INDIUM - an interview with Chemical & Engineering News
conducted by Celia Henry, C&EN Washington)
A couple of years
ago, composer Richard Bone was approached to present a piece at an electronic
music festival in St. Petersburg, Russia.
"I hadn't performed in 20 years, but for some unknown reason
I said yes," he says. He was afraid that getting his equipment to St. Petersburg
would be a "nightmare," so he decided to compose a "minimal piece of slow-moving
music and use a video to accompany it."
Bone found inspiration for that piece in the most unlikely of
places -- the Periodic Table of the Elements. The combination of music and
video is known as "Indium," a 30-minute composition of three distinct section.
In the accompanying video, the scene changes every 10 minutes to match the
changes in the music. It falls into the genre of experimental music known
as ambient music.
Bone got his start in pop music and says that he is still something
of a pop song-writer, because most of his pieces are only three or four minutes
long. "This was the first time I had ever attempted to compose something
that was 30 minutes long and try to keep it interesting and moving," he says.
It was written as three separate pieces that Bone then had to flow into each
other to make one continuous piece of music.
Interestingly, although indium ultimately provided the inspiration
for the finished piece, the idea was originally planted by another element.
A fan of the Spanish surrealist painter Joan Miro, Bone visited the Fundacio
Joan Miro in Barcelona, where he saw the "Mercury fountain," which was created
by Alexander Calder for the 1937 World's Fair in Paris. In this sculpture,
liquid mercury is piped from a pool and flows down a series of curved metal
pieces back into the pool. The sculpture was created a political statement
against the seizure of the Almaden mercury mines by Francisco Franco during
the Spanish Civil War.
"I could watch that mercury flow forever," Bone says. "I came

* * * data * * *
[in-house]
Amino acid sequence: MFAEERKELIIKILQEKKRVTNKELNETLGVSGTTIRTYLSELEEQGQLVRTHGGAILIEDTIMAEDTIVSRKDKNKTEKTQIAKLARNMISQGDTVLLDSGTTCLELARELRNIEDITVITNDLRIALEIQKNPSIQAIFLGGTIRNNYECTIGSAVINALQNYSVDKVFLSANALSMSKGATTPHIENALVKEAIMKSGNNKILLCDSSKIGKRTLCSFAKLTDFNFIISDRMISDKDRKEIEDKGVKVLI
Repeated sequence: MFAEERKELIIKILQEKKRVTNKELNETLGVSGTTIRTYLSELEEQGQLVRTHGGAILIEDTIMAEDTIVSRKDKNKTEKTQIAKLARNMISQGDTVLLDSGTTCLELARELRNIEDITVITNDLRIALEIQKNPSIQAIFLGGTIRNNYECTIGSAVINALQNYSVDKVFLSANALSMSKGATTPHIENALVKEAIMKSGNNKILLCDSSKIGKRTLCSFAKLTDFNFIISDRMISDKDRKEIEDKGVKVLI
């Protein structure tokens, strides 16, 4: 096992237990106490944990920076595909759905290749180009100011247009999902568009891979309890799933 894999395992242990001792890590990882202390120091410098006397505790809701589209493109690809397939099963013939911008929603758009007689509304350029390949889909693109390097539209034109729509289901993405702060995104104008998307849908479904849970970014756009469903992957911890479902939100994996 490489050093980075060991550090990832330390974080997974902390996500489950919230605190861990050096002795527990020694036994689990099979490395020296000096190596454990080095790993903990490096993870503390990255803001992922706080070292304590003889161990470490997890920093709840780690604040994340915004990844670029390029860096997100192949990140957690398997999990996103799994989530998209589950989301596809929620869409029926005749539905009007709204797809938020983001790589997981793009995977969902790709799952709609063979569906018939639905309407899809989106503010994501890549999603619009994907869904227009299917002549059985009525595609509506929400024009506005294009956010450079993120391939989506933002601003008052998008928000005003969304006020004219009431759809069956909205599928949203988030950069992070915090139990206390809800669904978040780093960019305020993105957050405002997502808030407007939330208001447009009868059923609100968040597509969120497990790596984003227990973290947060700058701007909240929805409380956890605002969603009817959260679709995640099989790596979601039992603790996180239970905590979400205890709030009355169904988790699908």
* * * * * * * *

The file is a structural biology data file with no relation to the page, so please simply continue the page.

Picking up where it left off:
back and wanted to do a piece that slowly evolved like flowing mercury."
But he didn't want to call a piece "Mercury" because that had
already been done, so he looked elsewhere for an appropriate name. I somehow
stumbled across a periodic table and saw the word indium," Bone says. "I'd
never heard of it, so I looked up the description of it. The description
almost perfectly described the music and the video that I wanted to do."
Indium is a soft, lustrous, silvery white metal. It is useful
for making alloys with low melting points. For example, an alloy of 24% indium
and 76% gallium is a liquid at room temperature. The element was discovered
spectroscopically in 1863 by Ferdinand Reich and his assistant Hieronymous
T. Richter while they were searching for thallium in zinc ore. The element
was named for the brilliant indigo line in its spectrum. The pure metal was
first isolated in 1867 by Richter. Until 1924, about a gram represented the
entire world supply of the isolated metal. Indium was originally thought
to be rare, but it is actually about as abundant as silver.
The definition of indium that Bone found "evoked in me the music
I was creating." He printed the definition and taped it over the keyboard
where he could see it as he worked on the piece. "There was something about
the description of that element that seemed to capture what I wanted to create
in the music," he says.
He took the definition to Jim Karpeichik, a local videographer,
and told him that he wanted to create a visual that evolved and moved very
slowly. Karpeichik filmed ocean scenes at the beach in Rhode Island, slowed
them down, and colorized them.
Bone's approach to composing "Indium" was unusual for him.
Typically, he improvises on the keyboard, looking for an unusual sound that
he hasn't worked with before that can inspire him melodically. The work slowly
starts to evolve from there. Often, he doesn't have a title for a work until
he's done. "This was going to be a live performance piece, originally," Bone
says. "I needed to have some very clear concept of what I was going to do."
The music festival fell through when the Russian government
declined to fund it, but the festival producers also owned a record company.
The Russian record company Electroshock Records released the album "Indium"
in December 2002. In the U.S., it is exclusively available from the online
ordering sites http:www.eurock.com and http:gemm.com. Another interesting
tidbit, given that this is C&EN's 80th or "mercurial" anniversary; The
second track on the album is called "Mercurial Wave."
Celia Henry is an associate
editor for science, technology, and education at C&EN. A music lover
with broad-ranging tastes, Celia discovered a new musical genre while writing
& Engineering News website for other elemental links....